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BY JACKSON BAKER | JUNE 21, 2007

Wednesday night was a hot one for local politics, with three more than usually significant events, and there were any number of dedicated and/or well-heeled visitors to all three:

  • Residents of the posh Galloway Drive area where U of M basketball coach John Calipari resides are surely used to long queues of late-model vehicles stretching every which way in the neighborhood, especially in election season when Calipari’s home is frequently the site of fundraisers for this or that candidate.

    But Wednesday night’s event, a $250-a-head fundraiser for District 5 city council candidate Jim Strickland, was surely a record-setter – out-rivaling not only Calipari’s prior events but most other such gatherings in Memphis history, including those for senatorial and gubernatorial candidates. A politically diverse crowd estimated at 300 to 500 people showed up, netting Strickland some $57,000 for the night.

    That was “cash on hand,” said the candidate, who expected late checks from non-attendees to drive the evening’s total over $60,000. That would give him a war chest of something over $100,000 – surely enough, with next month’s filing deadline looming, to give pause to would-be opponents. (So far as is known, however, intrepid Libertyland activist Dee Parkinson is sticking to her guns about competing for the seat, which is being vacated by mayoral candidate Carol Chumney.)

  • Meanwhile, mayoral candidate Herman Morris attracted several hundred attendees to the formal opening of his sprawling, high-tech campaign headquarters on Union Avenue – the same HQ that, week before last, suffered a burglary, one that some Morris supporters find suspicious in light of various other instances of hanky-panky currently being alleged in the mayoral race.

    (Note to “Sarge,” a reader of this space: While it’s true that a person cannot be burglarized, a place can damn sure be robbed – and Morris’ HQ was, of computers containing sensitive information, for one thing. “Burglary,” Sarge, is the breaking-and-entering part; “robbery” is the point and the consummation of that action. We can play those p-word games, too, but thanks for your close reading and picking of nits; we ain’t saying that nits don’t show up once in a while.)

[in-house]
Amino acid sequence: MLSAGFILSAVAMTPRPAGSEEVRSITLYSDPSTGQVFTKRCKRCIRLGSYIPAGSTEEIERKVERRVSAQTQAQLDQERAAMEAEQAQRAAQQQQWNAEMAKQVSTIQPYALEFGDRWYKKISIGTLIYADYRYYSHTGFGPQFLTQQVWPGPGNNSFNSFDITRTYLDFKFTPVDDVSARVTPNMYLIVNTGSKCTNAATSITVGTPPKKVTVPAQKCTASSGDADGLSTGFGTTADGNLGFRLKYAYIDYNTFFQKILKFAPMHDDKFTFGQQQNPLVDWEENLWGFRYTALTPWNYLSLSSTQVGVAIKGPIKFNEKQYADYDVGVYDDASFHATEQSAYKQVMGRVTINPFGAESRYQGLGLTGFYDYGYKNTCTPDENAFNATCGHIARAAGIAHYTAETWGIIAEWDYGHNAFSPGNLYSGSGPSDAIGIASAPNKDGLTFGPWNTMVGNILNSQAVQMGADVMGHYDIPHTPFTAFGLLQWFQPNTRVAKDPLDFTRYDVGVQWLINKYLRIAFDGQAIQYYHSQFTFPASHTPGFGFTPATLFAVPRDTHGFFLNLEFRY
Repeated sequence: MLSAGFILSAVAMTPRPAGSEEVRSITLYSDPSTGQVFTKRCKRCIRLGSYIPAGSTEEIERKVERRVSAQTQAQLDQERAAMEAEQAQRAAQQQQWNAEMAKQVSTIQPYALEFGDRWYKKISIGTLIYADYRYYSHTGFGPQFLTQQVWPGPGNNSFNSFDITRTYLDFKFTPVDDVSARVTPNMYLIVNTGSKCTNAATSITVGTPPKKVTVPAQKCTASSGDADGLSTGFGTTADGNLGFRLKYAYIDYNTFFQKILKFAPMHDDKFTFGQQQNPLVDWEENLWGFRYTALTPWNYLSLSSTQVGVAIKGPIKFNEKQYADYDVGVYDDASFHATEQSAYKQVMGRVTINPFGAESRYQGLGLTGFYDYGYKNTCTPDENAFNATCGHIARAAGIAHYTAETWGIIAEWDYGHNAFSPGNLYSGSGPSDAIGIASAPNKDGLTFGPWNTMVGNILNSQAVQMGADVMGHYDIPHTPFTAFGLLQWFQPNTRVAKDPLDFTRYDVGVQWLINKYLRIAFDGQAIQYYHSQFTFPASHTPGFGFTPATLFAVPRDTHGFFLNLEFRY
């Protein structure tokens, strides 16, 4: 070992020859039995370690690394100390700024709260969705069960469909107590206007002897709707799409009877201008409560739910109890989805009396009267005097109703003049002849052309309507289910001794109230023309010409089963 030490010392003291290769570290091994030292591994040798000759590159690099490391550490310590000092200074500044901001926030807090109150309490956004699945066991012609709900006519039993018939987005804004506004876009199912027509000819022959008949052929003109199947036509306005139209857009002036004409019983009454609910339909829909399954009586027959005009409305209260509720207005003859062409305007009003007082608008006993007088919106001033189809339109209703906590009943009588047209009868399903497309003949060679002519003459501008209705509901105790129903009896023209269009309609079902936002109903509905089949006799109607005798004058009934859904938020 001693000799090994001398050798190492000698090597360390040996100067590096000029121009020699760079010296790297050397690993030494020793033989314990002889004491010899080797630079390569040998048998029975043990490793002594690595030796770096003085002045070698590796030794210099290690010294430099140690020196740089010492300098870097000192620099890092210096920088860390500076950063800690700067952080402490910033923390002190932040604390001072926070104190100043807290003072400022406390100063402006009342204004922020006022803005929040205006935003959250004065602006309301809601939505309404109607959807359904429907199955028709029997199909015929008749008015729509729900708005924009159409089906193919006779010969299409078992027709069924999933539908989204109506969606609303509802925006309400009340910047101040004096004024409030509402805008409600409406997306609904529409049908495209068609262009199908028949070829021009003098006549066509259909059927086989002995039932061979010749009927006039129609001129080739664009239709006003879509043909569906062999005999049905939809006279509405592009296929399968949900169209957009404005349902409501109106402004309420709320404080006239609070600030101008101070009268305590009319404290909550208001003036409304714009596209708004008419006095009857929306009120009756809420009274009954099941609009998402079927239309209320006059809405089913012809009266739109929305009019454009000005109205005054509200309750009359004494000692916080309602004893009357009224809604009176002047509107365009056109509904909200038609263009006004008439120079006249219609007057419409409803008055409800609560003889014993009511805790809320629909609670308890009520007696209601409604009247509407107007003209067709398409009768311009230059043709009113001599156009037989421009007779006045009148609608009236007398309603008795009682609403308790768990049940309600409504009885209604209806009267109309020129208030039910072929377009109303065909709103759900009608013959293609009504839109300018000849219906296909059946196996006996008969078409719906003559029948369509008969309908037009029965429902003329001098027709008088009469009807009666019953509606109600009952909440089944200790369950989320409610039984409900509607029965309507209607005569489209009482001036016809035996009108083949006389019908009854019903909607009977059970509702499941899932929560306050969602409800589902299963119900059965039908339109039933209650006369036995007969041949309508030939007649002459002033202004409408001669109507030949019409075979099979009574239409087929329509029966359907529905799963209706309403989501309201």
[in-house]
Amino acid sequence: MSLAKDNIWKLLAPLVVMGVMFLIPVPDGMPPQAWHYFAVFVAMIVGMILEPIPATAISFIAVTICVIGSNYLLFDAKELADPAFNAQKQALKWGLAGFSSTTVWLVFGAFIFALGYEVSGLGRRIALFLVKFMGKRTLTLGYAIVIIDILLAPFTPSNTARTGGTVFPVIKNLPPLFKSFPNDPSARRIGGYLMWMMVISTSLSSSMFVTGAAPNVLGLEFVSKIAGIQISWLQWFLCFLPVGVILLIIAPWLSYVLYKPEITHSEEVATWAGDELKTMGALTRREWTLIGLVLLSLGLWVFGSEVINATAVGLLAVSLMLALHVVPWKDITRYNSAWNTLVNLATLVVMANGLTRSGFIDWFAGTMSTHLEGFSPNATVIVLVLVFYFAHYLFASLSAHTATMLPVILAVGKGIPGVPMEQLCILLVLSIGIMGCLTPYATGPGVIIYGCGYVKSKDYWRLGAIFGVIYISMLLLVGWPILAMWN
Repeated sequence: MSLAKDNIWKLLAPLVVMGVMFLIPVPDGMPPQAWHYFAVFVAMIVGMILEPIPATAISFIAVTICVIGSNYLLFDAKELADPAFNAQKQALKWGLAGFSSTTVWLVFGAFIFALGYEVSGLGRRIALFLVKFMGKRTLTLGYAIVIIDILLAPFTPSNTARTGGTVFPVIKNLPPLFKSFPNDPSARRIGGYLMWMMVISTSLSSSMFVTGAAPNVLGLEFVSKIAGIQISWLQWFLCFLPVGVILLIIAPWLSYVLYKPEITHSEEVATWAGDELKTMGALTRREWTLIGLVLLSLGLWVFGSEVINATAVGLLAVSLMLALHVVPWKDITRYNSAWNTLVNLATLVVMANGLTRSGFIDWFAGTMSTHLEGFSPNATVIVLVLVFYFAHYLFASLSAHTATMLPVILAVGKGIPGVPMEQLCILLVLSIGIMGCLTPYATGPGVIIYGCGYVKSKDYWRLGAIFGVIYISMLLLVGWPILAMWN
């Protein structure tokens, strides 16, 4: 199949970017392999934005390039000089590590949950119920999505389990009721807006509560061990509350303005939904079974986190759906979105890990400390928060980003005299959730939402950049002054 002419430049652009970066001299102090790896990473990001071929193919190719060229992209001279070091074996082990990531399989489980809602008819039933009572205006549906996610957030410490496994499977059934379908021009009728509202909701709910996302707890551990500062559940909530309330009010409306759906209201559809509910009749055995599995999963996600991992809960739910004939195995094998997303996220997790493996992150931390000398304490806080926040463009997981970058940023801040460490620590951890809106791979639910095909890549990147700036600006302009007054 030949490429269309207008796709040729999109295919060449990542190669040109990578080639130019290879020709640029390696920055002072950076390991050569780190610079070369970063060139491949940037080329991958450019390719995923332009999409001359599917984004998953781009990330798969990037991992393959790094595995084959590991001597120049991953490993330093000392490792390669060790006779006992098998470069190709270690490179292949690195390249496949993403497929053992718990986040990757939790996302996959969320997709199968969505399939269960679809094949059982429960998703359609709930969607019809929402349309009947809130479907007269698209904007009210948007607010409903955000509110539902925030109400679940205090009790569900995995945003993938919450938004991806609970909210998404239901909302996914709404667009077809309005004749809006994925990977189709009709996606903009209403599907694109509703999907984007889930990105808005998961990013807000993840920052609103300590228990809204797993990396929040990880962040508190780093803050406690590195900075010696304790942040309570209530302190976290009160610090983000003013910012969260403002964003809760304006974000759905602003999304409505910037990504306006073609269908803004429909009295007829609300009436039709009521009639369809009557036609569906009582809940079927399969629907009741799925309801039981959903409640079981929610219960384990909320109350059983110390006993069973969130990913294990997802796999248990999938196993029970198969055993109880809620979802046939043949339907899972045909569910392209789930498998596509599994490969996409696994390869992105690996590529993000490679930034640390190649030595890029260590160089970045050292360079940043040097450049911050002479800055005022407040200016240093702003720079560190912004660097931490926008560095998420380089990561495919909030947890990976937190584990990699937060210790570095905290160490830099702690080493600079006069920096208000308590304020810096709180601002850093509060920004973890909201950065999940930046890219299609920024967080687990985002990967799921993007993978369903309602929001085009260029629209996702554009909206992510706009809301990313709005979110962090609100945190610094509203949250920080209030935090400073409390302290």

• Yet a third major political gathering took place Wednesday night, as Shelby County Mayor A C Wharton was the beneficiary of a big-ticket fundraiser at The Racquet Club. Proceeds of that one have been estimated in the $50,000 range – a tidy sum for what the county mayor alleges (and alleged again Wednesday night) is intended only as a kind of convenience fund, meant for charitable donations and various other protocol circumstances expected of someone in his position.

    Right. Meanwhile, Wharton declined to address the most widely speculated-upon subject in Memphis politics: Will he or won’t he enter the city mayor’s race? As everybody knows, and as the county mayor has informally acknowledged, he is the subject these days of non-stop blandishments in that regard, and there’s very little doubt that these have accelerated since last week’s dramatic press conference by Memphis Mayor Willie Herenton alleging “the 2007 Political Conspiracy.”

    While some of Mayor Wharton’s intimates on Wednesday night were keeping to the line that the chances of his running for city mayor were minimal to non-existent, their answers to inquiries about the matter were delivered after what we’ll call meaningfully inflected pauses. The door may be shut for now, but it clearly isn’t padlocked.

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